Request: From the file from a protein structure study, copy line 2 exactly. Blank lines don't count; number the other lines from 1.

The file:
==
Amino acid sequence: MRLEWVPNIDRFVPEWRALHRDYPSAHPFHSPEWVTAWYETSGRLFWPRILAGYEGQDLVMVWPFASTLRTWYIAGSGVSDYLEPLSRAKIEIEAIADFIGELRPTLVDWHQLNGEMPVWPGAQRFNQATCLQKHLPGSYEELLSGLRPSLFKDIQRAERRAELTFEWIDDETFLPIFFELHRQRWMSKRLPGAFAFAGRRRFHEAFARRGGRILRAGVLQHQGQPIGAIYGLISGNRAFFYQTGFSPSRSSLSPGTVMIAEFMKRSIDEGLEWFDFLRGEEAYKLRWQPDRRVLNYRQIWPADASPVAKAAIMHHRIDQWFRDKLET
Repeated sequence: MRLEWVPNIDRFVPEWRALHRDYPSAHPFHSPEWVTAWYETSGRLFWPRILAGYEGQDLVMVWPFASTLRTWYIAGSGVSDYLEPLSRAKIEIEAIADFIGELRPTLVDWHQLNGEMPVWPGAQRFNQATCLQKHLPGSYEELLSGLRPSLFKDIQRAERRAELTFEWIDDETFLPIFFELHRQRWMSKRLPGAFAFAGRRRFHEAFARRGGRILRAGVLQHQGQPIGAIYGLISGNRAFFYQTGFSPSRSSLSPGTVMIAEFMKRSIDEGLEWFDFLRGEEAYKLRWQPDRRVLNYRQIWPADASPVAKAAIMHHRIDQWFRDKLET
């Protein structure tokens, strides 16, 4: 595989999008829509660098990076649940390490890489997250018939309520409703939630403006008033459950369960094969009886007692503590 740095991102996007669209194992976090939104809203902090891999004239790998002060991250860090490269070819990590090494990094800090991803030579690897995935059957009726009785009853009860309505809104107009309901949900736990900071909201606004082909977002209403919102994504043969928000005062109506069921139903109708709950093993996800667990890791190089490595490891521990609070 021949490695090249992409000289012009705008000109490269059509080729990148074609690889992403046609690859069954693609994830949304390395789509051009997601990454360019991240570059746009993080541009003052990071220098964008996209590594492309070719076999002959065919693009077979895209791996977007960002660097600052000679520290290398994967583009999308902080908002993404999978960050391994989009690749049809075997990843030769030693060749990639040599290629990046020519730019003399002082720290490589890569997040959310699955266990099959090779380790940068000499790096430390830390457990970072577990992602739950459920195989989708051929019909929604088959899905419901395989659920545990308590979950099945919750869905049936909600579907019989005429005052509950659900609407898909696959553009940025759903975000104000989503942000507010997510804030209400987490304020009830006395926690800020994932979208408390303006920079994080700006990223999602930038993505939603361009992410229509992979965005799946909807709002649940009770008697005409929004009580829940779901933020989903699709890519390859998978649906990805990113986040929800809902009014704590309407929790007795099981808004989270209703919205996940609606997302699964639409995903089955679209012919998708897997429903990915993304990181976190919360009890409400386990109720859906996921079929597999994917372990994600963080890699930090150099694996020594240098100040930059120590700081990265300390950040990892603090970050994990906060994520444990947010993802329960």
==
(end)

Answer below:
Repeated sequence: MRLEWVPNIDRFVPEWRALHRDYPSAHPFHSPEWVTAWYETSGRLFWPRILAGYEGQDLVMVWPFASTLRTWYIAGSGVSDYLEPLSRAKIEIEAIADFIGELRPTLVDWHQLNGEMPVWPGAQRFNQATCLQKHLPGSYEELLSGLRPSLFKDIQRAERRAELTFEWIDDETFLPIFFELHRQRWMSKRLPGAFAFAGRRRFHEAFARRGGRILRAGVLQHQGQPIGAIYGLISGNRAFFYQTGFSPSRSSLSPGTVMIAEFMKRSIDEGLEWFDFLRGEEAYKLRWQPDRRVLNYRQIWPADASPVAKAAIMHHRIDQWFRDKLET